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INTRODUCTION: Physical restraints are common devices used to reduce a patient’s mobility. Often applied in intensive care units with patients experiencing agitation and insufficient sedation, physical restraint techniques are advised for prevention of self-harm and unplanned extubations. In practice, however, there is significant variability in use and many patients across the US and other countries worldwide are restrained while awake, calm, and co-operative. While most clinicians believe that restraining a patient will limit risk for self-extubation and subsequent poorer health outcomes, the evidence that this is the case appears to be contrary. Moreover, physical restraint is associated with many significant negative physiological and psychological health impacts, including increased agitation and ICU delirium, prolonged intubation and ICU times, and even increased risk for self-extubation when used without focused education or specific intervention.

When reviewing the use of physical restraint, it is important to consider the ethical justification for or against such use. As a basic moral principle of medical ethics, patient autonomy is upheld only when adequate informed consent is obtained from the patient or from appropriate proxy.

In cases of patient self-endangerment, autonomy may be viewed as secondary to safety; however, it is our intention to demonstrate that such instances requiring physical restraint interventions can sometimes be avoided through a number of other practices. Equally important to autonomy is the principle of non-maleficence, that it is a clinician’s duty to do no harm to a patient, and thus the negative impacts of restraint are also investigated.

METHODS: Two authors conducted separate literature reviews in the following databases: PubMed, Scopus, Google Scholar. 38 journal articles were collected with evidence included in this review pertaining to physical restraint, self-extubation, and medical ethics.

DISCUSSION: While the current use of physical restraint varies widely, the effectiveness of physical restraints in preventing self-extubation is limited. There is, in fact, sufficient evidence that up to one third of self-extubations occur even with wrist restraints. In some studies, restraints actually increase the risk for self-extubation and can lead to less favorable health outcomes. Inappropriate use can be detrimental to a patient’s health, causing serious concerns including nerve damage, asphyxiation, and death. Because of this, general guidelines recommend minimizing the use of physical restraints, however, these consistently remain outdated and non-specific for strategies to do so. Several studies demonstrate alternative strategies, although their effectiveness as individual interventions to reduce physical restraint use has yet to be fully elucidated. Such alternatives include better education for the clinical care team and staff regarding restraint, increased number and familiarity of staff on duty, occupational and recreational therapies, pain management, sleep promotion, additional and more frequent supervision, observation, and companionship of staff, family, friends, and volunteers, as well as many more. Restraint is not always removed rapidly following resolution of patient agitation, which can lead to further negative impacts including PTSD for ICU survivors. This is consistent with a 2010 review of physical restraint examining patient perspectives from 1966 to 2009 which found four major themes: negative psychological impact, retraumatization, perceptions of unethical practices, and the broken spirit. This focus on negative consequences is addressed in our analysis of physical restraint practices and examined in an ethical light. In delivering optimal care to ICU patients, both patient comfort and safety must be evaluated. It is therefore recommended to always minimize use of restraints and to specifically avoid their use during end of life care.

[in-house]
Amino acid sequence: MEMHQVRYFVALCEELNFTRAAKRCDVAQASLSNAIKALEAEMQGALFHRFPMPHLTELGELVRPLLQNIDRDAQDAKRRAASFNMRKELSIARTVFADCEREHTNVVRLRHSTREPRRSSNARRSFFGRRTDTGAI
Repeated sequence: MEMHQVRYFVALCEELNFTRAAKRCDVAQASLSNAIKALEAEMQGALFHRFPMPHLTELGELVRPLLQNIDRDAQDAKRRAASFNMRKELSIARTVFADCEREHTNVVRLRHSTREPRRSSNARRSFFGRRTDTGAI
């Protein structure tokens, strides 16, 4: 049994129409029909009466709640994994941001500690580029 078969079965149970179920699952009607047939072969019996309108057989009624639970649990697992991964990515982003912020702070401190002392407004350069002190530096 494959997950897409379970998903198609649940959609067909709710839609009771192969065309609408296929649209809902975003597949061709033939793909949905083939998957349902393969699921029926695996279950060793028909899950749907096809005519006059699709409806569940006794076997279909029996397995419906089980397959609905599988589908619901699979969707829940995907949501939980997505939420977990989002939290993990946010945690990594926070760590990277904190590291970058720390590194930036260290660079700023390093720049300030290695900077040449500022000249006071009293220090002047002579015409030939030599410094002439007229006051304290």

CONCLUSION: There is lacking evidence to support the use of restraints on ICU patients and many studies have shown that restraints increase the risk of self-extubation and patient harm. Ethical concerns for patient autonomy and non-maleficence in combination with ineffectiveness of physical restraint to reduce self-harm lead to the conclusion that restraints ought not be used in intubated patients. Many of the risks associated with physical restraint can be mitigated through improved care and there is a need for further research into strategies that minimize the use of physical restraint as well as a better understanding of how widespread its negative consequences are. Although there exist inconsistencies in policy and adherence, general guidelines are still to minimize use of physical restraint and we recommend that if even considering physical restraint, care teams should first fully understand self-extubation and have educated themselves and staff on other prevention strategies. We further advocate for research that seeks better management of agitation and prevention of factors leading to unplanned device removal.

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